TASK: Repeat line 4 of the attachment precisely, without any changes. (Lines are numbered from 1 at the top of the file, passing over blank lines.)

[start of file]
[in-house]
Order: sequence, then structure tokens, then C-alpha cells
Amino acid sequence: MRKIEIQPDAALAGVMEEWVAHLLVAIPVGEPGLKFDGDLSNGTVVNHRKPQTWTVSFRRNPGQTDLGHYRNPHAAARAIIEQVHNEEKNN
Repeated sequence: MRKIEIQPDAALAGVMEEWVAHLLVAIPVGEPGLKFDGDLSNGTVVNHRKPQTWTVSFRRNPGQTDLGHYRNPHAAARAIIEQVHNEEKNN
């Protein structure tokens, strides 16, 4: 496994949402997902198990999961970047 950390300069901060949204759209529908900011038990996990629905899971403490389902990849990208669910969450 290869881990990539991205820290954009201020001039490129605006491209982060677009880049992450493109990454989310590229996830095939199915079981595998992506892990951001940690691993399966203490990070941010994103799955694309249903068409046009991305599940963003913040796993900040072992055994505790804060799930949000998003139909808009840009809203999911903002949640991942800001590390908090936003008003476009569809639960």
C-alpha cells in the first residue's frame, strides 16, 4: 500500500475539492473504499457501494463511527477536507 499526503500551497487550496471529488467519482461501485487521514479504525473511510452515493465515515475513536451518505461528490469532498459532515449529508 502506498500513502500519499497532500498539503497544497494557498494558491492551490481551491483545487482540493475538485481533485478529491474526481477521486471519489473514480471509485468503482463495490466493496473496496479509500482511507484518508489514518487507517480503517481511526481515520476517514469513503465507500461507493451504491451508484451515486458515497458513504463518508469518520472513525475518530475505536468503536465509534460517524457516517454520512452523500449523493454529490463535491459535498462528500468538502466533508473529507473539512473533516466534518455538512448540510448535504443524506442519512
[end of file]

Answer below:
Repeated sequence: MRKIEIQPDAALAGVMEEWVAHLLVAIPVGEPGLKFDGDLSNGTVVNHRKPQTWTVSFRRNPGQTDLGHYRNPHAAARAIIEQVHNEEKNN